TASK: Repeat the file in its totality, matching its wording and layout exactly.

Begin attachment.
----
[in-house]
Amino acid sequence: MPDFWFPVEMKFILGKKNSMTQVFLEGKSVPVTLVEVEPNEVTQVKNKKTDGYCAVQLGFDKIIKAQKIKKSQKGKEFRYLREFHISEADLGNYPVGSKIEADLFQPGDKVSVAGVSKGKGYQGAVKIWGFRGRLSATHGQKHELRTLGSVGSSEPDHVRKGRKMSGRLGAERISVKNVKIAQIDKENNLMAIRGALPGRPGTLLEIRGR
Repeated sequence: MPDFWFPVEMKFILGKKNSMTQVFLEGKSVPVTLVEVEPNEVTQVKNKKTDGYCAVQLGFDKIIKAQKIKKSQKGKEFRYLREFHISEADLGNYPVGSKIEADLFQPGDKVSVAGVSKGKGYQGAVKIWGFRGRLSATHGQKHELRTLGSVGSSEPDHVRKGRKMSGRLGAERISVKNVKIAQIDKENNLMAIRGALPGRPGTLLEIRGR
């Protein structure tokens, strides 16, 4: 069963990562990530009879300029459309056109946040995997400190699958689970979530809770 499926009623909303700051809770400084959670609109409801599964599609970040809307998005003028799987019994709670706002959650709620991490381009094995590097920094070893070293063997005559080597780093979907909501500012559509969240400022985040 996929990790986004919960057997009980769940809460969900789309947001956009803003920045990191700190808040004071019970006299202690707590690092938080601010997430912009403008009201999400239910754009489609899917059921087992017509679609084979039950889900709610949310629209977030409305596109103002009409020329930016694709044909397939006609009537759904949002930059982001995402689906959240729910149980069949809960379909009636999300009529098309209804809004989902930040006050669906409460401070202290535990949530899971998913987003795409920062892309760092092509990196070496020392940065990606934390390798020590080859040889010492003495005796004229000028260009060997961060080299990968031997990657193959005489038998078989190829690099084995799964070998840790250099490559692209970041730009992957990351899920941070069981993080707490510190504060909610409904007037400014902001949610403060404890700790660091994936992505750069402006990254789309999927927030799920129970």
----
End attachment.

[in-house]
Amino acid sequence: MPDFWFPVEMKFILGKKNSMTQVFLEGKSVPVTLVEVEPNEVTQVKNKKTDGYCAVQLGFDKIIKAQKIKKSQKGKEFRYLREFHISEADLGNYPVGSKIEADLFQPGDKVSVAGVSKGKGYQGAVKIWGFRGRLSATHGQKHELRTLGSVGSSEPDHVRKGRKMSGRLGAERISVKNVKIAQIDKENNLMAIRGALPGRPGTLLEIRGR
Repeated sequence: MPDFWFPVEMKFILGKKNSMTQVFLEGKSVPVTLVEVEPNEVTQVKNKKTDGYCAVQLGFDKIIKAQKIKKSQKGKEFRYLREFHISEADLGNYPVGSKIEADLFQPGDKVSVAGVSKGKGYQGAVKIWGFRGRLSATHGQKHELRTLGSVGSSEPDHVRKGRKMSGRLGAERISVKNVKIAQIDKENNLMAIRGALPGRPGTLLEIRGR
């Protein structure tokens, strides 16, 4: 069963990562990530009879300029459309056109946040995997400190699958689970979530809770 499926009623909303700051809770400084959670609109409801599964599609970040809307998005003028799987019994709670706002959650709620991490381009094995590097920094070893070293063997005559080597780093979907909501500012559509969240400022985040 996929990790986004919960057997009980769940809460969900789309947001956009803003920045990191700190808040004071019970006299202690707590690092938080601010997430912009403008009201999400239910754009489609899917059921087992017509679609084979039950889900709610949310629209977030409305596109103002009409020329930016694709044909397939006609009537759904949002930059982001995402689906959240729910149980069949809960379909009636999300009529098309209804809004989902930040006050669906409460401070202290535990949530899971998913987003795409920062892309760092092509990196070496020392940065990606934390390798020590080859040889010492003495005796004229000028260009060997961060080299990968031997990657193959005489038998078989190829690099084995799964070998840790250099490559692209970041730009992957990351899920941070069981993080707490510190504060909610409904007037400014902001949610403060404890700790660091994936992505750069402006990254789309999927927030799920129970």